The article opens:
Diane Butrus, a business executive from St. Louis, wandered the streets of Zurich, looking for a bank that would help her keep $1.5 million hidden from America tax collectors.
One bank after another turned her down on that afternoon in 2009. They were worried about a United States crackdown on tax evasion and were no longer willing to shelter American money.
Finally, across the street from a city park, up a discrete elevator, seated in a luxurious conference room, Ms. Butrus found a banker ready to help. His name was Stefan Buck.Some more excerpts, summarizing facts known to readers of this blog:
Mr. Buck said that his employer, Bank Frey, would be happy to take Ms. Butrus’s money, according to court documents and interviews with Mr. Buck and Ms. Butrus. He instructed her to wire the $1.5 million to Bank Frey. He told her that her name wouldn’t be attached to the new account. It would be known internally as Cardinal, an alias she chose in a nod to her favorite baseball team.
Then, in 2008, a legal earthquake shook the foundations of Swiss banking. American prosecutors started filing criminal charges against bankers and executives who had set up accounts for Americans. In 2009, UBS, the huge Swiss bank, admitted helping Americans hide money from the Internal Revenue Service and agreed to provide authorities with the names of its tax-dodging clients.
Soon Swiss banks were expelling American clients.
Not Bank Frey. It didn’t have offices in the United States, and executives didn’t see it as their responsibility to police whether their clients were paying taxes.
“We decided there’s no reason not to maintain business with American clients,” Mr. Buck said in an interview. Executives consulted with legal experts to ensure they weren’t crossing any lines. “We really tried to make sure that how we did the business is correct.”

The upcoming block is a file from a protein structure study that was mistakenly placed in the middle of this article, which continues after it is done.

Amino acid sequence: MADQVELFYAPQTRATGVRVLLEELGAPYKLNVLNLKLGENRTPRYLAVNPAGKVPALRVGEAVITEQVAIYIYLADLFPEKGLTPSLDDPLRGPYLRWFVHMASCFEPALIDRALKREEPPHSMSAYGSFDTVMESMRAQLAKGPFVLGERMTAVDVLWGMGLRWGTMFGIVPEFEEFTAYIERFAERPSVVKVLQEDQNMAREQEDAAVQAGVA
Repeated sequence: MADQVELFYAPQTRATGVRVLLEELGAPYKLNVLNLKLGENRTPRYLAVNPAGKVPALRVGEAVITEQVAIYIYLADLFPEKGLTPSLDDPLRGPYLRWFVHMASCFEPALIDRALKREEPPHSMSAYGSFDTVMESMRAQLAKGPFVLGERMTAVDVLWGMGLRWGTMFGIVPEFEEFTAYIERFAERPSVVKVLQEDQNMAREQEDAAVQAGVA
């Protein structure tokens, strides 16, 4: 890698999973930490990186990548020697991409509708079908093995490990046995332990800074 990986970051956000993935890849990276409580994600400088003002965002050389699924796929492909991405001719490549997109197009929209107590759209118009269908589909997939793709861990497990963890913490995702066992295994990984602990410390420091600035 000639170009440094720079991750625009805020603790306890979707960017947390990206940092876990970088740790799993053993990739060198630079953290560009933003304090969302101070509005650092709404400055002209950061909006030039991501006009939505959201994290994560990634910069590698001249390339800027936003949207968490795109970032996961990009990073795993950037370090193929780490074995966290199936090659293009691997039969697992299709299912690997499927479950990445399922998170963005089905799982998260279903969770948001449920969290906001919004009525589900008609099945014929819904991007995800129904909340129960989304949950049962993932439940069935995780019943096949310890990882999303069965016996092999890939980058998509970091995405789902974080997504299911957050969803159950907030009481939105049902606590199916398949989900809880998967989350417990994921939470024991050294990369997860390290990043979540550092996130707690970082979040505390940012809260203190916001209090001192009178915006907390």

Opening accounts for desperate Americans seemed like a golden opportunity. “The positioning of Bank Frey as a solely Swiss private bank is now considered as a competitive advantage by the market,” the bank’s chief executive, Gregor Bienz, said at a board meeting in late 2008, according to records of the meeting. Mr. Bienz didn’t respond to requests for comment.
Over the next few years, hundreds of millions of dollars in American deposits flowed from Swiss banking stalwarts — institutions like Credit Suisse and Julius Baer — to Bank Frey. Its number of American clients roughly tripled, according to court records. By September 2012, nearly half of the bank’s $2.1 billion in assets was held on behalf of American taxpayers.The article then recounts the significant events of the trial.
I am hoping to write more on the case. I want to obtain the jury charges first. In the meantime, I offer the following:
- The indictment of Buck and Pfaltzer, here.
- The Buck Jury Verdict, here.
- The Judgment of Acquittal, here.
13. From at least in or about 2000 through in or about at least 2012, EDGAR PALTZER and STEFAN BUCK, the defendants, conspired with various U.S. taxpayers, and others known and unknown, to ensure that their U.S. taxpayer clients could hide the U.S. taxpayers' Swiss bank accounts, and the income generated in those accounts, from the taxation authority of the United States, the Internal Revenue Service (the "IRS"), via false and fraudulent federal income tax returns.As worded, this does not appear to be an offense conspiracy (e.g., a conspiracy to commit tax evasion).
As I have said before, the defraud / Klein conspiracy crime as formulated parallels the tax obstruction crime, § 7212(a), which is currently awaiting decision by the Supreme Court in Marinello. Tax obstruction has been called the one-person defraud conspiracy. See Roger Russell, The ‘one-man conspiracy’ statute (Accounting Today 12/27/17), here. Hence, what the Supreme Court has to say about tax obstruction may carry over to the defraud / Klein conspiracy.